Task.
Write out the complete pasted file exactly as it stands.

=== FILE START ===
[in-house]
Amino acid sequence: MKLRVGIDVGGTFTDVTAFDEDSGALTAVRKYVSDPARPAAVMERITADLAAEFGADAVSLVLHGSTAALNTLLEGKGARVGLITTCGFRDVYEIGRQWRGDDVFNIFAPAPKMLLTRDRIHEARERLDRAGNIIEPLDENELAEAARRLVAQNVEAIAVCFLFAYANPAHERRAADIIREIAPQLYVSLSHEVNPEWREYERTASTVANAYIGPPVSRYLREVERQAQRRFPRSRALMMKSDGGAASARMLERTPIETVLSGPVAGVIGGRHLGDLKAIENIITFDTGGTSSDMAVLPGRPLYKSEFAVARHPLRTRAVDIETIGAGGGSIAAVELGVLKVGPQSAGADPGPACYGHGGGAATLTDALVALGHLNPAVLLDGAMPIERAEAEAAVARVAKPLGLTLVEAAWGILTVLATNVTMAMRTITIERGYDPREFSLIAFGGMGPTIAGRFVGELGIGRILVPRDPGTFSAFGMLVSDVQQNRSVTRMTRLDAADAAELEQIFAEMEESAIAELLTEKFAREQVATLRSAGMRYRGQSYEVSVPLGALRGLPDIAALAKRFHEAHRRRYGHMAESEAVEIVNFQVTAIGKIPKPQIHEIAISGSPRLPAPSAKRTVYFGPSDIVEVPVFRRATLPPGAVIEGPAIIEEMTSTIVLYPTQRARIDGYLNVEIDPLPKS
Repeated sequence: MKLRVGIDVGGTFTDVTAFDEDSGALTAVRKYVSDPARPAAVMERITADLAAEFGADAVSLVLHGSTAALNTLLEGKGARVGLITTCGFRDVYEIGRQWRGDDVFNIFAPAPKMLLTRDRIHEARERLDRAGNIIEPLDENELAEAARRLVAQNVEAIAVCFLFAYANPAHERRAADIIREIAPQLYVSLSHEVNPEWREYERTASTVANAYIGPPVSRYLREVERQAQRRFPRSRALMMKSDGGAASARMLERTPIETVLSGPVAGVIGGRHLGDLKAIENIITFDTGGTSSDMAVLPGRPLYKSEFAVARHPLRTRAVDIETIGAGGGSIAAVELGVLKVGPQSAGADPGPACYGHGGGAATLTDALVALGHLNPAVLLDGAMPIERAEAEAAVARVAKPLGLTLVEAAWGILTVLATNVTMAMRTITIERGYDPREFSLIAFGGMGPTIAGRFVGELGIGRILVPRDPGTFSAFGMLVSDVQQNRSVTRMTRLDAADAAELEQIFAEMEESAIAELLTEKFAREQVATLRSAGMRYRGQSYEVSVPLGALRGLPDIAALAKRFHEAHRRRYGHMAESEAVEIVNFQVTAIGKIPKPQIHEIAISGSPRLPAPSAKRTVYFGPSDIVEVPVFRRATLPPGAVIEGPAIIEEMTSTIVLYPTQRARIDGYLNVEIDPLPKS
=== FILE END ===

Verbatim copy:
[in-house]
Amino acid sequence: MKLRVGIDVGGTFTDVTAFDEDSGALTAVRKYVSDPARPAAVMERITADLAAEFGADAVSLVLHGSTAALNTLLEGKGARVGLITTCGFRDVYEIGRQWRGDDVFNIFAPAPKMLLTRDRIHEARERLDRAGNIIEPLDENELAEAARRLVAQNVEAIAVCFLFAYANPAHERRAADIIREIAPQLYVSLSHEVNPEWREYERTASTVANAYIGPPVSRYLREVERQAQRRFPRSRALMMKSDGGAASARMLERTPIETVLSGPVAGVIGGRHLGDLKAIENIITFDTGGTSSDMAVLPGRPLYKSEFAVARHPLRTRAVDIETIGAGGGSIAAVELGVLKVGPQSAGADPGPACYGHGGGAATLTDALVALGHLNPAVLLDGAMPIERAEAEAAVARVAKPLGLTLVEAAWGILTVLATNVTMAMRTITIERGYDPREFSLIAFGGMGPTIAGRFVGELGIGRILVPRDPGTFSAFGMLVSDVQQNRSVTRMTRLDAADAAELEQIFAEMEESAIAELLTEKFAREQVATLRSAGMRYRGQSYEVSVPLGALRGLPDIAALAKRFHEAHRRRYGHMAESEAVEIVNFQVTAIGKIPKPQIHEIAISGSPRLPAPSAKRTVYFGPSDIVEVPVFRRATLPPGAVIEGPAIIEEMTSTIVLYPTQRARIDGYLNVEIDPLPKS
Repeated sequence: MKLRVGIDVGGTFTDVTAFDEDSGALTAVRKYVSDPARPAAVMERITADLAAEFGADAVSLVLHGSTAALNTLLEGKGARVGLITTCGFRDVYEIGRQWRGDDVFNIFAPAPKMLLTRDRIHEARERLDRAGNIIEPLDENELAEAARRLVAQNVEAIAVCFLFAYANPAHERRAADIIREIAPQLYVSLSHEVNPEWREYERTASTVANAYIGPPVSRYLREVERQAQRRFPRSRALMMKSDGGAASARMLERTPIETVLSGPVAGVIGGRHLGDLKAIENIITFDTGGTSSDMAVLPGRPLYKSEFAVARHPLRTRAVDIETIGAGGGSIAAVELGVLKVGPQSAGADPGPACYGHGGGAATLTDALVALGHLNPAVLLDGAMPIERAEAEAAVARVAKPLGLTLVEAAWGILTVLATNVTMAMRTITIERGYDPREFSLIAFGGMGPTIAGRFVGELGIGRILVPRDPGTFSAFGMLVSDVQQNRSVTRMTRLDAADAAELEQIFAEMEESAIAELLTEKFAREQVATLRSAGMRYRGQSYEVSVPLGALRGLPDIAALAKRFHEAHRRRYGHMAESEAVEIVNFQVTAIGKIPKPQIHEIAISGSPRLPAPSAKRTVYFGPSDIVEVPVFRRATLPPGAVIEGPAIIEEMTSTIVLYPTQRARIDGYLNVEIDPLPKS